After Coronavirus: 6 Things We'll All Be Better at Once the Crisis Has Passed
The toll exacted by COVID-19, or novel coronavirus, continues to rise. The cost in terms of human lives, economic loss, and social disruption remains incalculable.
Once the pandemic has passed, however, the world will be forever altered. And while the situation is still grave in the immediate term, the long-range forecast does allow for some optimism.
“For those of us who don’t get sick or have a personal tragedy in the midst of this — of which there will be many — there will be many silver linings,” says Darla DeMorrow, a home office expert and founder of Philadelphia-area HeartWork Organizing.
Society will recover from the coronavirus pandemic. When it does, it may reveal a better way forward in several key areas.
1. Public Health
Suffering caused by the coronavirus is immense. But in its aftermath, an improved system for dealing with future health emergencies may emerge.
“I’m definitely optimistic in the wake of this there will be a reckoning about public health,” says Dr. Richard Carpiano, medical sociologist and population health scientist at the University of California, Riverside, and former co-editor of the Journal of Health and Social Behavior.
“Public health has been underfunded in the United States for years,” he continues. “An interesting analogy is 9-11; it lit a fire under the U.S. government to get moving on things. We had hearings. We had a commission. Law enforcement got more modernized to deal with national security. We got better at handling terrorist threats.
“The coronavirus situation presents an important opportunity to educate the public on the value of a well-funded, well-supported public health system.”
Whether people will maintain the stricter hygiene practices widely adopted during the pandemic remains to be seen.
“The unfortunate reality is many people tend to forget situations as soon as things return to normal,” says Mascha Davis MPH, RDN, founder of Nomadista Nutrition and author of the newly released Eat Your Vitamins.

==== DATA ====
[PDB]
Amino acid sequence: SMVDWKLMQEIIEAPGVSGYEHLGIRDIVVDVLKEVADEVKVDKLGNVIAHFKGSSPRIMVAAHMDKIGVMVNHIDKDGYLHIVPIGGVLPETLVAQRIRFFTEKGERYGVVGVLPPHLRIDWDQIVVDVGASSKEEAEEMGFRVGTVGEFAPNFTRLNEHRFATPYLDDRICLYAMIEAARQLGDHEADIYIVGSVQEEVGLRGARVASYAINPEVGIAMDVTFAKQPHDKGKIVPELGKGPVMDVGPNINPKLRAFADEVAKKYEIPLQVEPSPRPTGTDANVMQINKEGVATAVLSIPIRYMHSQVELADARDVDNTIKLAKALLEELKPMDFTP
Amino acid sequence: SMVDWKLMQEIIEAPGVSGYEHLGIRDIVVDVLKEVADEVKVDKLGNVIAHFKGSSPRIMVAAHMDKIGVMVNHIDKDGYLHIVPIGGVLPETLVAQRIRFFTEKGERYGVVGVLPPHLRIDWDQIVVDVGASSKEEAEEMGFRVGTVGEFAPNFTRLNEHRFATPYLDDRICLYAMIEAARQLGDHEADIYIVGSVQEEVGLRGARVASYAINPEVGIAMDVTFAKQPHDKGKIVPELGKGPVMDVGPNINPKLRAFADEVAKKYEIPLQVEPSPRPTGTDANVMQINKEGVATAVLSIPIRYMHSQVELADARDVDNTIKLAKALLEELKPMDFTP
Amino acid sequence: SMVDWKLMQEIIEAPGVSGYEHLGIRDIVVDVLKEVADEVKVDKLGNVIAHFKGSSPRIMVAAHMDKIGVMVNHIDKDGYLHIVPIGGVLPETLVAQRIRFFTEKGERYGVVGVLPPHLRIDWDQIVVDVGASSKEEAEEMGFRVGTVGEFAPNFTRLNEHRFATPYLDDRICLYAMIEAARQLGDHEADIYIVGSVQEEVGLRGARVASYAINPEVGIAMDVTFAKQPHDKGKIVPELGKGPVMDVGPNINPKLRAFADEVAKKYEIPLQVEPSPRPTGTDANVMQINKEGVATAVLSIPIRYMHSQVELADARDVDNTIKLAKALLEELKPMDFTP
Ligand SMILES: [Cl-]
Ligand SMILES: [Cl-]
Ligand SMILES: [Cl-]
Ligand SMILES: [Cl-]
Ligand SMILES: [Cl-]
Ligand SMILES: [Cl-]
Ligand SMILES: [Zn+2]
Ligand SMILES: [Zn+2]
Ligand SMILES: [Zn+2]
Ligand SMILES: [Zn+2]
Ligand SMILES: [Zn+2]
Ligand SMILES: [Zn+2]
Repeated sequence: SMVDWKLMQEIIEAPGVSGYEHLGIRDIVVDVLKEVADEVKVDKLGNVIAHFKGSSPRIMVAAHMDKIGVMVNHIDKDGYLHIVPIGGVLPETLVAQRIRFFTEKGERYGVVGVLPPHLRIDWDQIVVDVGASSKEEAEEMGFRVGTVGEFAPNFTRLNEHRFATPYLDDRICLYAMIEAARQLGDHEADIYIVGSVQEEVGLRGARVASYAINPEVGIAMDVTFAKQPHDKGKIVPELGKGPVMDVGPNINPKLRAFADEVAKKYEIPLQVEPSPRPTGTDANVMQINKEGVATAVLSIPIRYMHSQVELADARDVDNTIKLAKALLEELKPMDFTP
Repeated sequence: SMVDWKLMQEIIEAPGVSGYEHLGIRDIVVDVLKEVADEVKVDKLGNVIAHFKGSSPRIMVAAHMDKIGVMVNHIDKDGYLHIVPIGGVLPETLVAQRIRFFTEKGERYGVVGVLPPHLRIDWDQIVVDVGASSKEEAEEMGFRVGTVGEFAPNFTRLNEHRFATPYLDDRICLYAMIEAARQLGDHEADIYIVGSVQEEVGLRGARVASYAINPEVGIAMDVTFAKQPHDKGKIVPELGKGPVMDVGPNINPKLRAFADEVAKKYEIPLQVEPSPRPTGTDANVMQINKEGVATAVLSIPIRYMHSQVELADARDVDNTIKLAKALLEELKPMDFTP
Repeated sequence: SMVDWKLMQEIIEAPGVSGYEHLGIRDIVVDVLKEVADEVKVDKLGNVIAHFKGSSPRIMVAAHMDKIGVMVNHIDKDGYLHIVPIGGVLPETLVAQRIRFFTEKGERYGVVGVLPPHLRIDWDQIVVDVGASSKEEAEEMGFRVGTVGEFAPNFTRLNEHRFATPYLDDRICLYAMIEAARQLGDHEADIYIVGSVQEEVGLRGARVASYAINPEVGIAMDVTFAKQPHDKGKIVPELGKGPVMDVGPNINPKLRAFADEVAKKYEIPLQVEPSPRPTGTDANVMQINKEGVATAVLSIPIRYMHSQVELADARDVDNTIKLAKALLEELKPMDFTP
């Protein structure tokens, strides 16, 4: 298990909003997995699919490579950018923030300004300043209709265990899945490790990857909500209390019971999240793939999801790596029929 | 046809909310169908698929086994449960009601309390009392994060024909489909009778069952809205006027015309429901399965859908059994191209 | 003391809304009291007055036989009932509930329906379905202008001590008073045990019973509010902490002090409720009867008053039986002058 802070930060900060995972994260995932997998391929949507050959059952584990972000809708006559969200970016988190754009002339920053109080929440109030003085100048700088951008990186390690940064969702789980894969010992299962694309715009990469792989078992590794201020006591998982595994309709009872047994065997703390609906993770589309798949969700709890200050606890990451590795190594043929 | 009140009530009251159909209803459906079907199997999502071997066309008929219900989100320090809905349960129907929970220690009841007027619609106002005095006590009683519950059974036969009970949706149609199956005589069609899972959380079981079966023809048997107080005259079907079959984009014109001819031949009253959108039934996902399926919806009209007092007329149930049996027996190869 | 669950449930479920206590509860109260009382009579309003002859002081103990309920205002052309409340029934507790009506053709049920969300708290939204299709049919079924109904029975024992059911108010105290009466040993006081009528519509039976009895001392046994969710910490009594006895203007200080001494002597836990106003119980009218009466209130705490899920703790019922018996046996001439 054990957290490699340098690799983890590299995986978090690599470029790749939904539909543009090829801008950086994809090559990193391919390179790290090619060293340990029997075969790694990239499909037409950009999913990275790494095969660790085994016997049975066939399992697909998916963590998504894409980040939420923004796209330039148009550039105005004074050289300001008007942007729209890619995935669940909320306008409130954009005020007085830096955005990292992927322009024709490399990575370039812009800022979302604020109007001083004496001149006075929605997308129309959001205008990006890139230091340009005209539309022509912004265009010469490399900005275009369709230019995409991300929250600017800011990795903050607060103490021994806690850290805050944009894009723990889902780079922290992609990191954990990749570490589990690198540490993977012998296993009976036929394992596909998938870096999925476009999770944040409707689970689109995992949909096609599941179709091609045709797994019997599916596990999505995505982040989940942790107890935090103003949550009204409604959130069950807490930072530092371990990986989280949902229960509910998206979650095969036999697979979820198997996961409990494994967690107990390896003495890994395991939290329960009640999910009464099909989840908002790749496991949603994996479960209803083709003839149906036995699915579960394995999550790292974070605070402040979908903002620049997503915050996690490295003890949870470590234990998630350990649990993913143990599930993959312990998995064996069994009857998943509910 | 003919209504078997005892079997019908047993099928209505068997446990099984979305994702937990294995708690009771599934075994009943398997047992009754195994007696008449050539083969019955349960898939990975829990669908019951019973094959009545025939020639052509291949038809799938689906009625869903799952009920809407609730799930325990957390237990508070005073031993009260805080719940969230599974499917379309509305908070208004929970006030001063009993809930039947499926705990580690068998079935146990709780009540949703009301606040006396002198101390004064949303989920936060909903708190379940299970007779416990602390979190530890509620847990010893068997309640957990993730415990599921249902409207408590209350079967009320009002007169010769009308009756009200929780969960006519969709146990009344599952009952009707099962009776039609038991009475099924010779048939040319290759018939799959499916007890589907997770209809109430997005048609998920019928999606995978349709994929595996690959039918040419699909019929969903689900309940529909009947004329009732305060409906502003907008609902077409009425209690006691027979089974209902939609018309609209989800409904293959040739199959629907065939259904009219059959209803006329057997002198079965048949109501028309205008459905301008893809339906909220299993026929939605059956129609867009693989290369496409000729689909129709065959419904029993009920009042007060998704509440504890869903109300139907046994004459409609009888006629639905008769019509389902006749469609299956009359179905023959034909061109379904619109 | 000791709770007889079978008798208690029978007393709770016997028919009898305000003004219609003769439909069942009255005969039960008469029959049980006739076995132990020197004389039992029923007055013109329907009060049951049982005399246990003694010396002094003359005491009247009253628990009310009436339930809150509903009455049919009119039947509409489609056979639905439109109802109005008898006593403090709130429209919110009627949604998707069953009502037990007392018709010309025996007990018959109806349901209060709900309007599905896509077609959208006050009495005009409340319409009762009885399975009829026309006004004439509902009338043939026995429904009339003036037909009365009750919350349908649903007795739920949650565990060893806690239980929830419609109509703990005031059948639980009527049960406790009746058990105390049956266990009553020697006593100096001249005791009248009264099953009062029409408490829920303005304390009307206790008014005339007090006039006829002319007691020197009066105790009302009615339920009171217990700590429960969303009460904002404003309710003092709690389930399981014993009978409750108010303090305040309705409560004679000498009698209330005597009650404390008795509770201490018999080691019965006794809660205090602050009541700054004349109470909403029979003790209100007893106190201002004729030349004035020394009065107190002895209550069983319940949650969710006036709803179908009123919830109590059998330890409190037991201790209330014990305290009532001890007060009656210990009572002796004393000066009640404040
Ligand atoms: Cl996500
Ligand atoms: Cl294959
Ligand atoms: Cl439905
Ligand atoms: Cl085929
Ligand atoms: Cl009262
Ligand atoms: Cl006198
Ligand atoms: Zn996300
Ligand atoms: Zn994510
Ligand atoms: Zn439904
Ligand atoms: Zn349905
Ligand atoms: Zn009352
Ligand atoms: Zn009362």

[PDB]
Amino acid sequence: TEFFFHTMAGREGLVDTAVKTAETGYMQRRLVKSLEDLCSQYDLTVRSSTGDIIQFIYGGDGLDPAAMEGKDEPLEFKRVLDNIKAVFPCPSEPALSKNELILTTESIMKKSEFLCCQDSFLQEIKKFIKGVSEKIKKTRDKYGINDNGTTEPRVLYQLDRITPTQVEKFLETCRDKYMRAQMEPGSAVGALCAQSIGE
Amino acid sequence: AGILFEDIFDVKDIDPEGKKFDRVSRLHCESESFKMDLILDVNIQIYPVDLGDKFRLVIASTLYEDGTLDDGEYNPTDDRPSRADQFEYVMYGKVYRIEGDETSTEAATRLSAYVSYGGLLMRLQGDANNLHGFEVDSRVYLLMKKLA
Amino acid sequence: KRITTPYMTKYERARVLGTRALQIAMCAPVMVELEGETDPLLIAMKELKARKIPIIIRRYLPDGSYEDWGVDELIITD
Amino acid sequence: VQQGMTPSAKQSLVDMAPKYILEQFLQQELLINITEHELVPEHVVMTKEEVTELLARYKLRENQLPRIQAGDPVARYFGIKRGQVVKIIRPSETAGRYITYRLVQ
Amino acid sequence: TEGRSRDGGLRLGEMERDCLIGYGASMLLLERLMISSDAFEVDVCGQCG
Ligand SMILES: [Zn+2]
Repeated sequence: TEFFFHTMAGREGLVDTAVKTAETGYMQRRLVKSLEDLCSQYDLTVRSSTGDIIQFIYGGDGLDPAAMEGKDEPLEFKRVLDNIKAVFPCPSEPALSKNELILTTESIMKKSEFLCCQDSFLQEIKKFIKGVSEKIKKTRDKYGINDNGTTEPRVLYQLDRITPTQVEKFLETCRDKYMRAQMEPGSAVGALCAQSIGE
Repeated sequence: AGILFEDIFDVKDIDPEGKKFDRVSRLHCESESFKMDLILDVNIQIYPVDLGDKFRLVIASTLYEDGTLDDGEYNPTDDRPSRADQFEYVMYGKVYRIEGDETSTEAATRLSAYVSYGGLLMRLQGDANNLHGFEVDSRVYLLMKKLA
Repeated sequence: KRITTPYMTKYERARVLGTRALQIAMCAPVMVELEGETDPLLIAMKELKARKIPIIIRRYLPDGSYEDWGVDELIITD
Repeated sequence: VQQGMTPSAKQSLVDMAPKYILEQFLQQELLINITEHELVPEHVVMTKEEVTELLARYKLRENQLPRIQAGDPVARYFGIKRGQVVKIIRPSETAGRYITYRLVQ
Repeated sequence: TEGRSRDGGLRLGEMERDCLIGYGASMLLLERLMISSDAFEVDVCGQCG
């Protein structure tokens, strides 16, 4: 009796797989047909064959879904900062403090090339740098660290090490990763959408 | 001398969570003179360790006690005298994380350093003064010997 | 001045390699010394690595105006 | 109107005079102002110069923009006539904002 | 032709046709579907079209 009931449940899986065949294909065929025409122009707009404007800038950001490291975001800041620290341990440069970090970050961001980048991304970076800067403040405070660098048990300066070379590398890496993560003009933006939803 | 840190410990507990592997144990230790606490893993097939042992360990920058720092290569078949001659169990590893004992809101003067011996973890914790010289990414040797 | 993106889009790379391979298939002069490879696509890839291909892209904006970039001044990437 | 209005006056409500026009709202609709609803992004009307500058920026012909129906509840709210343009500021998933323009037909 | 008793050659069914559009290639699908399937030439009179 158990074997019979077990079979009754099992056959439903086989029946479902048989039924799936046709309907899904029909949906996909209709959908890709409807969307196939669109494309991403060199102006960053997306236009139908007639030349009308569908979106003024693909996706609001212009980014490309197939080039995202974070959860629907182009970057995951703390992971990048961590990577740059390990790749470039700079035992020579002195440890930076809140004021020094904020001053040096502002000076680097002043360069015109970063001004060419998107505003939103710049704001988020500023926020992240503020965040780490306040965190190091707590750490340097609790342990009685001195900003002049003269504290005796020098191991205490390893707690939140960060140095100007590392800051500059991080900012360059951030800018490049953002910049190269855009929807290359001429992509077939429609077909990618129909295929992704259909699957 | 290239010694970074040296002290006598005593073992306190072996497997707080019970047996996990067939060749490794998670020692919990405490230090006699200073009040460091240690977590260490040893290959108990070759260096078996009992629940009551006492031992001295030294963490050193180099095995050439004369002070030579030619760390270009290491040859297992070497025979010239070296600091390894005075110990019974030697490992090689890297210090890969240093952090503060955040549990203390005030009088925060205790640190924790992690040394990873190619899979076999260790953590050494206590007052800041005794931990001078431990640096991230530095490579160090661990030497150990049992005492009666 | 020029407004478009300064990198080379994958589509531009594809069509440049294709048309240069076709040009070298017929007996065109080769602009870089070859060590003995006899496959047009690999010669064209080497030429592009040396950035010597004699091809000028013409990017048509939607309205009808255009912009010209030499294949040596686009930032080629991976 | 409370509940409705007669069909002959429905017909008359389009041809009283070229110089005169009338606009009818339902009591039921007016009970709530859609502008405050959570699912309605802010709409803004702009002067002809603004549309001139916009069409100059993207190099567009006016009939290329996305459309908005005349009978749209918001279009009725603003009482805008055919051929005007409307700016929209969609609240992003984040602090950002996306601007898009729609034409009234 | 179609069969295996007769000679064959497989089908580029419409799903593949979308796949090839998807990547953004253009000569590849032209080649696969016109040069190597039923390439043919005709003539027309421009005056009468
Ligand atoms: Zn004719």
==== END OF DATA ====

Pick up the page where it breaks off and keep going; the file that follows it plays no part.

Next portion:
“Having said that, I do think the effects of this will cause us to be more aware of hygiene and personal preventative measures, at least for the coming disease cycles, which could help to slow the spread a bit.”
2. Personal Finance
The economic impact of the coronavirus epidemic is dire. In time it may also be a financial wakeup call for a nation that MarketWatch declared is “horrendous at managing money.”
“A lot of us are being forced to cut back our spending because we don’t have any choice; all the places we usually spend money are closed,” says Kimberly Palmer, personal finance expert at NerdWallet and author of Smart Mom, Rich Mom. “It’s teaching us there are benefits to scaling back. It’s coming at this huge price — I don’t want to minimize that; people are really suffering right now — but the good that’s coming out of it is that it forces us to be more mindful about spending and saving.”
Palmer believes coronavirus lessons will stick, especially with younger people.
“Millennials who were in their early twenties during the 2008-09 recession were permanently changed by going through that at a young age. A number of studies show that,” she says. “When you’re establishing spending habits against this backdrop of an economic crisis… you’re more sensitive going forward to the necessity of savings and having a backup plan.”
3. Home Fitness
The coronavirus isn’t keeping us from exercising — it’s simply changing the way many of us go about it. With local gyms and major fitness chains temporarily closing their doors, more people are turning to streaming services, apps, and equipment they can use to stay in shape at home.
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And not just in the United States. Purchases of home gym equipment have soared across Europe and Asia. One report from China says sales of dumbbells have increased 50 percent, with rowing machines and yoga mats up 100 percent, since the outbreak of the virus.